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Booking with Mr Syed: FAQs

How do I book an appointment with Mr Syed?

To book an appointment with Mr Syed at the Meriden, visit this link: or email

What can I expect at an appointment?

The reception staff will greet you and give you registration forms to complete. Arrive 10-15 minutes early to finish paperwork. Your consultant might ask for X-rays before seeing you, depending on your referral details.

What happens if I am a new patient?

You might have referred yourself or been referred by your GP/Physiotherapist. The consultant will discuss your problem, medical history, and perform a thorough examination. They may request further tests like X-rays, MRI scans, CT Scans or blood tests. Bring any previous scans, X-rays and letters from your GP or other specialists to all consultations.


What happens if I need a follow up?

A: If a follow up is needed, your consultant will inform you. They'll write a letter summarising your consultation and planned investigations to you, your GP and other professionals involved in your care. During the follow-up consultation, the consultant will discuss investigation results and recommend appropriate treatment. Use this chance to ask questions about your condition and ongoing care.

What if I need an operation?

If needed, we'll arrange surgery at Meriden Hospital. A pre-admission medical review ensures you're fit for the planned surgery. Once admitted, a nurse will confirm your identity, place a wristband on you, and record baseline observations. Your consultant will visit before the operation and ask you to sign a consent form. The consultant anaesthetist will inform you about your anaesthetic options.


What if I need an anaesthetic?

Our consultants can perform minor procedures with local anaesthesia in the outpatient department. Complex procedures or those requiring general or spinal anaesthetic need hospital

admission. A pre-admission clinic appointment will assess your fitness for surgery. A consultant anaesthetist will explain the process and discuss the best anaesthetic for you.


How long will I be in hospital?

It depends on your procedure. Most joint replacements require a few nights in hospital. Hip or knee replacements usually need 2 to 3 nights – some patients go home sooner. Before going home, your wound must be dry, and you should understand and manage your physiotherapy exercises.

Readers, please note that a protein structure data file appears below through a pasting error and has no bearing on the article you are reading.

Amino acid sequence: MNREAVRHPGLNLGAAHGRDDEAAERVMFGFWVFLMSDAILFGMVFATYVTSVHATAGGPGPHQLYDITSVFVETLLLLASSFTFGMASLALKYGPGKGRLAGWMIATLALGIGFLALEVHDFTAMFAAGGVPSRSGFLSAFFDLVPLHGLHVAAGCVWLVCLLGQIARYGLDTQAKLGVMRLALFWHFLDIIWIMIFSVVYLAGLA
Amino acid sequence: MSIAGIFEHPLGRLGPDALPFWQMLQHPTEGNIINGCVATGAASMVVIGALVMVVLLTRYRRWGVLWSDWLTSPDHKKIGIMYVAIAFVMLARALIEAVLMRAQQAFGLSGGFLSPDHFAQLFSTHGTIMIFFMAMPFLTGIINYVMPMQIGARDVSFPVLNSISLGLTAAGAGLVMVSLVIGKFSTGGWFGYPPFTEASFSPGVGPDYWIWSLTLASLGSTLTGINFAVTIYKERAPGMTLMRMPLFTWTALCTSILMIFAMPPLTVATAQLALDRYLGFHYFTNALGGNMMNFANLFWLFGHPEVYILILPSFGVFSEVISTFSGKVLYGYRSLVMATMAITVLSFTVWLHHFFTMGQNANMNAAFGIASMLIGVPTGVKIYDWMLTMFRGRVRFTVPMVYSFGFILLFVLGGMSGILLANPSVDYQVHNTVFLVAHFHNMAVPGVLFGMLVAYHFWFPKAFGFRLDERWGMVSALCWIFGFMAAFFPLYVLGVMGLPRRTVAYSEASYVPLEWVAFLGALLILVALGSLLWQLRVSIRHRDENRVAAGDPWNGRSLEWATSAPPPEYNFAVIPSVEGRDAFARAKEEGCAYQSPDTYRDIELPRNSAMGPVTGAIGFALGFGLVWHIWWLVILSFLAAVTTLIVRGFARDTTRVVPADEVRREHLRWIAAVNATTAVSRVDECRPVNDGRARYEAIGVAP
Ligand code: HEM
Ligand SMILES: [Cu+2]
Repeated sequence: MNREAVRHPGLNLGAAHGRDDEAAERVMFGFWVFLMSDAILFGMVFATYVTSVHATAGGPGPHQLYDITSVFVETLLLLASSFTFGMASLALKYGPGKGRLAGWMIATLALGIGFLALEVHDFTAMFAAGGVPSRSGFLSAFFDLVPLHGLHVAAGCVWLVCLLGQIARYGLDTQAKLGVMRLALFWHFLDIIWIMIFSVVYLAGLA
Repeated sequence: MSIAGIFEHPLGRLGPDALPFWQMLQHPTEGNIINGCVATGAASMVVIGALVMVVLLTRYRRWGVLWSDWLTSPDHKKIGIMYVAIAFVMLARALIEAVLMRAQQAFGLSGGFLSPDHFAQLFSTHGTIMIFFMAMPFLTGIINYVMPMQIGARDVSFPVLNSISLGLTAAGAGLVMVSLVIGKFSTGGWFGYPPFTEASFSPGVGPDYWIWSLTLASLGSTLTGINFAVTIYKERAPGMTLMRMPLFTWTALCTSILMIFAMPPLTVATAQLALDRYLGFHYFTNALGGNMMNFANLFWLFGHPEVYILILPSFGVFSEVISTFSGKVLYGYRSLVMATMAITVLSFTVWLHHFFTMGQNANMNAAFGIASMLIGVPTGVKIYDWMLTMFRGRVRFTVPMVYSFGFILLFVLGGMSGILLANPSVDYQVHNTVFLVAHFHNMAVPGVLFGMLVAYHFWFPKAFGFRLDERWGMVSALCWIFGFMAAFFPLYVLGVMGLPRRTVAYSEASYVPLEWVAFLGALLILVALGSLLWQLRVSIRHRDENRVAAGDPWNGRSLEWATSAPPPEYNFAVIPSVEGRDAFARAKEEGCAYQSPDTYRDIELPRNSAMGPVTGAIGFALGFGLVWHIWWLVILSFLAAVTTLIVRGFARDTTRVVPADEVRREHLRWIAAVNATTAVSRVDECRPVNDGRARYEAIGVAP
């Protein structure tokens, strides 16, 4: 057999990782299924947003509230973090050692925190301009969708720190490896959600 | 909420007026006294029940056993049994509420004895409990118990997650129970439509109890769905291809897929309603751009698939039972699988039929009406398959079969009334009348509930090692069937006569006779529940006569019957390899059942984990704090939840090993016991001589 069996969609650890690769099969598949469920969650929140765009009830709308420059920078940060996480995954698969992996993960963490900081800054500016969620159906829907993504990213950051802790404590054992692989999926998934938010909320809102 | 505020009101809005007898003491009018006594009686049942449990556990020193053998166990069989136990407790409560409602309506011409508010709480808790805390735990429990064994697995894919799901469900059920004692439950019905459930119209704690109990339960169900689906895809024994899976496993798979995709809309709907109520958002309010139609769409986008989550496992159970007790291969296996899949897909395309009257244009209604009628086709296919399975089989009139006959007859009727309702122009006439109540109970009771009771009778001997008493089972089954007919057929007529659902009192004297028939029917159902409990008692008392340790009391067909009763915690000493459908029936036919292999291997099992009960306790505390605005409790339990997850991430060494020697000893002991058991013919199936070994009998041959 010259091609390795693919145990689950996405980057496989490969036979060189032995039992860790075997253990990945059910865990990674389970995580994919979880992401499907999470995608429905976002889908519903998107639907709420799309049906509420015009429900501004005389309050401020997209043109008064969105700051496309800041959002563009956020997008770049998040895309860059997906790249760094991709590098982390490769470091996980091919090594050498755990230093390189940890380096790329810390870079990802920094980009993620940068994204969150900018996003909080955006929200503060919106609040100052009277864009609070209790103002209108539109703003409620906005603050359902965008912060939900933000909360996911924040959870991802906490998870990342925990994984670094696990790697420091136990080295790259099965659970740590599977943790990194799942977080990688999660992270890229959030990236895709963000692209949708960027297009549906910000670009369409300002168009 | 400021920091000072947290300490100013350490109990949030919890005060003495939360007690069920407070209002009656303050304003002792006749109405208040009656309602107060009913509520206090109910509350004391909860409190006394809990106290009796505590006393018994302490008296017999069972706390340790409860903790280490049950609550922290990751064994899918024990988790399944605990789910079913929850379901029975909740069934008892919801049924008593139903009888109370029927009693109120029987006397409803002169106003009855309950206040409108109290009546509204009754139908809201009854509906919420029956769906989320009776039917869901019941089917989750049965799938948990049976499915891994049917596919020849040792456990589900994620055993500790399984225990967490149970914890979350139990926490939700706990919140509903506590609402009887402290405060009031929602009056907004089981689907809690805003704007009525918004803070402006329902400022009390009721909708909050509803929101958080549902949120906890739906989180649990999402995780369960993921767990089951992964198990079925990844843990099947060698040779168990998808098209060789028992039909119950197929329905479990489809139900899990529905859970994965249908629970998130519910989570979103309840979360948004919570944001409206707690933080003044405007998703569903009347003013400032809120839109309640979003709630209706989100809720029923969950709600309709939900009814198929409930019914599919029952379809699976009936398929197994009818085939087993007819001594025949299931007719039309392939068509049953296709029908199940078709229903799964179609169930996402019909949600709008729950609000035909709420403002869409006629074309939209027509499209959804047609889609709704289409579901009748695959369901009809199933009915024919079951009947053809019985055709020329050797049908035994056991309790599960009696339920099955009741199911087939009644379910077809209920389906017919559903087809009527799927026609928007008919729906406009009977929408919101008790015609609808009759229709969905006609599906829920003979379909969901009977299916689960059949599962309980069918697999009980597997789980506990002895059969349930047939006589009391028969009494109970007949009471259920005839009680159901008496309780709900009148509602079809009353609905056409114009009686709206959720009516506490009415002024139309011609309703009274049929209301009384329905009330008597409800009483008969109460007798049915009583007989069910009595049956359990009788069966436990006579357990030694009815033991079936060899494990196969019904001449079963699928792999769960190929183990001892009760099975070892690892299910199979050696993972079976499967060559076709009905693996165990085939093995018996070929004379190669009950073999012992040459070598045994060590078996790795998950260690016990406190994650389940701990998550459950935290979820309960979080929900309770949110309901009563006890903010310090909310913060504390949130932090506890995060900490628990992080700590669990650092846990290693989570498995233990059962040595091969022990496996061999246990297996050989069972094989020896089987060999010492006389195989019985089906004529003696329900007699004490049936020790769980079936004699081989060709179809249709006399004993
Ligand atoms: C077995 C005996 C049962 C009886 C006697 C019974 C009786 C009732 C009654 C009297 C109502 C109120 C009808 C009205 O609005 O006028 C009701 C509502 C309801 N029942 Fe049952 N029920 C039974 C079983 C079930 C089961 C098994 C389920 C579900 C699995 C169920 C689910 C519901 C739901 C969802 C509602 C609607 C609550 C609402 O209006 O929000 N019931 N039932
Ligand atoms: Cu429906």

What if I need a plaster or dressing?

The hospital's outpatient department has dressing facilities. Skilled nurses and plaster technicians handle plaster changes and wound checks, alongside your consultant.

We suggest talking to your insurance company about covering plaster casts, dressings, splints, slings, boots and braces. This way, you can avoid extra fees.


When can I drive again?

It depends on the procedure you've had. To drive, you should walk "normally" and comfortably. The DVLA, not your consultant, makes the final decision on your fitness to drive.


As a rough guide, it's reasonable to return to driving about six weeks after joint replacement surgery.

Consultation and Payment FAQs

What about fees and payment?

You can request an estimate of consultation fees and other costs. These guide prices are based on the information you provide. Most medical insurers need a referral from your GP or specialist before covering costs. We recommend contacting them before your first appointment to check your policy coverage and get their authorisation.


Our consultant is recognised by all major insurance companies. Remember, you'll be responsible for any costs not covered by your insurance. Check your contract for "excess payments."


I am self-paying – when do I pay?

You can pay outpatient consultation fees at the time of your appointment or receive an invoice later for online or BACS transfer payments. For surgeries, pay the hospital before admission.

As a private patient, the hospital takes your card details for potential costs but doesn't share them with your consultant or their team. Consultation fees need separate payment.


Can I refer myself to the clinic?

You can refer yourself, but it's better to have a letter from your GP or healthcare professional describing your problem and medical history. If you're insured and self-referred, contact your insurer as they may not cover costs without a referral from a GP or specialist.

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